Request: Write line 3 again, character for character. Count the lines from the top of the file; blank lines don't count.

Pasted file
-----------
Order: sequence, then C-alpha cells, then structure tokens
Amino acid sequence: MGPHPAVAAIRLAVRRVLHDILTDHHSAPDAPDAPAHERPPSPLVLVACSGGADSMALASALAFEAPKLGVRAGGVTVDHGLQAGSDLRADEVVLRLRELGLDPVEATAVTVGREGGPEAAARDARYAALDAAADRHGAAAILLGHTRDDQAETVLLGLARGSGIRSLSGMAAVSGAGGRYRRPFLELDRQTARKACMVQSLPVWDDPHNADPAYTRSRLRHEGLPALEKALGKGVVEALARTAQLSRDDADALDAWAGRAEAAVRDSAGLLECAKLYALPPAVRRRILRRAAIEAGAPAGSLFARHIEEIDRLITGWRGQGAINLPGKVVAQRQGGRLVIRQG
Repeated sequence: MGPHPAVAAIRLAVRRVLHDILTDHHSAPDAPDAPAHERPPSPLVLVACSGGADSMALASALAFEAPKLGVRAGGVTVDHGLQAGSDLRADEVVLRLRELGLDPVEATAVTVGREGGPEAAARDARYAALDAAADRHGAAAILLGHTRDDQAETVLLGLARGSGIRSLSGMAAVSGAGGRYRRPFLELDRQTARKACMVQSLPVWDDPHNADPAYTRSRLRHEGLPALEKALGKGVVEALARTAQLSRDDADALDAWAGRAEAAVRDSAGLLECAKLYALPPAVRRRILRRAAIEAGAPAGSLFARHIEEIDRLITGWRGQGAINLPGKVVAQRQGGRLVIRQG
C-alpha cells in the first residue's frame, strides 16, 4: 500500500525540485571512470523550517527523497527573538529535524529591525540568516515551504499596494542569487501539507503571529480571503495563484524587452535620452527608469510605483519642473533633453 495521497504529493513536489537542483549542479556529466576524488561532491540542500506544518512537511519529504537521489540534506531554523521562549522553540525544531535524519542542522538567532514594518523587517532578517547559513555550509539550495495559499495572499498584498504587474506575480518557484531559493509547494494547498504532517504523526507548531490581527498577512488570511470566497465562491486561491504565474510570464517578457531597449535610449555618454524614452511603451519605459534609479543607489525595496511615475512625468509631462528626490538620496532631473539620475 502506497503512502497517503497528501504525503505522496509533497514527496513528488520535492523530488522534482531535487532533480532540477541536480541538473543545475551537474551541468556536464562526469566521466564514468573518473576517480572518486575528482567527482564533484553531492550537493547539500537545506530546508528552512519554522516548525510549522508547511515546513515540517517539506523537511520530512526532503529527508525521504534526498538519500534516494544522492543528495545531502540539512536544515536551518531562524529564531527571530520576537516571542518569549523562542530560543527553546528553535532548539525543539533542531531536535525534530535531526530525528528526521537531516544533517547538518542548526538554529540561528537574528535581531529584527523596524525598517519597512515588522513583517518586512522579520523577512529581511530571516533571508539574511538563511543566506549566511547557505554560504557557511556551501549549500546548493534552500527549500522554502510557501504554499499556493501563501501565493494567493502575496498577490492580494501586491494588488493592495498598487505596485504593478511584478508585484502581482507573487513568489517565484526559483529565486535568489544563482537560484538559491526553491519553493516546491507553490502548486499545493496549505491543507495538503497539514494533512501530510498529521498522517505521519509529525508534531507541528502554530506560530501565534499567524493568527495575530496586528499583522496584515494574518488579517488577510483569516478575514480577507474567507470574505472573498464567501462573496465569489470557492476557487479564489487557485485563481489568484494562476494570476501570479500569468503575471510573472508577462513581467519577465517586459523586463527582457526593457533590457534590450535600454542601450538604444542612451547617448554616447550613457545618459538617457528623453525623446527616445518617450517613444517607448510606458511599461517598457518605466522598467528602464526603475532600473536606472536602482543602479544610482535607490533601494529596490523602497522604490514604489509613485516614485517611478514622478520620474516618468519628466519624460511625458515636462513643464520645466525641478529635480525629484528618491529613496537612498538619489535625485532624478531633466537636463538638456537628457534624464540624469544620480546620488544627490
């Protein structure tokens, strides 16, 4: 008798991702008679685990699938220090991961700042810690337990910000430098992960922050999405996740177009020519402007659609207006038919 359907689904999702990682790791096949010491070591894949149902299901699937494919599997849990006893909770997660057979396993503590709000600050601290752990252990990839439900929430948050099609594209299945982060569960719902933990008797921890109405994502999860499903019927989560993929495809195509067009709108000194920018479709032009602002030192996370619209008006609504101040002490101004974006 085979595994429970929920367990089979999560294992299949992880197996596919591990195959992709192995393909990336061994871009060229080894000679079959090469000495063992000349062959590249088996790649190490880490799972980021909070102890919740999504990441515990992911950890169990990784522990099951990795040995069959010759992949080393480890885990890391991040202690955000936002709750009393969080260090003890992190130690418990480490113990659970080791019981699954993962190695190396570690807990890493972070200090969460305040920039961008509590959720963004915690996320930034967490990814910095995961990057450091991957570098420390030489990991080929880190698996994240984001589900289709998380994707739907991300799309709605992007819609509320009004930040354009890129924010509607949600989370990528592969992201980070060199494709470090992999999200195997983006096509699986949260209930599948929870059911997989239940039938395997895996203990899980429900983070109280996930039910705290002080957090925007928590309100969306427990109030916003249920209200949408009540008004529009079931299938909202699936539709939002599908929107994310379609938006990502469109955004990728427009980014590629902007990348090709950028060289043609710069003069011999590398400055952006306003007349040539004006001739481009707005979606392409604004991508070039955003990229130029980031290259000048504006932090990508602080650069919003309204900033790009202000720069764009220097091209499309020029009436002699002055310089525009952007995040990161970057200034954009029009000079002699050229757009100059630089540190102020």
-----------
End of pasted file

Repeated sequence: MGPHPAVAAIRLAVRRVLHDILTDHHSAPDAPDAPAHERPPSPLVLVACSGGADSMALASALAFEAPKLGVRAGGVTVDHGLQAGSDLRADEVVLRLRELGLDPVEATAVTVGREGGPEAAARDARYAALDAAADRHGAAAILLGHTRDDQAETVLLGLARGSGIRSLSGMAAVSGAGGRYRRPFLELDRQTARKACMVQSLPVWDDPHNADPAYTRSRLRHEGLPALEKALGKGVVEALARTAQLSRDDADALDAWAGRAEAAVRDSAGLLECAKLYALPPAVRRRILRRAAIEAGAPAGSLFARHIEEIDRLITGWRGQGAINLPGKVVAQRQGGRLVIRQG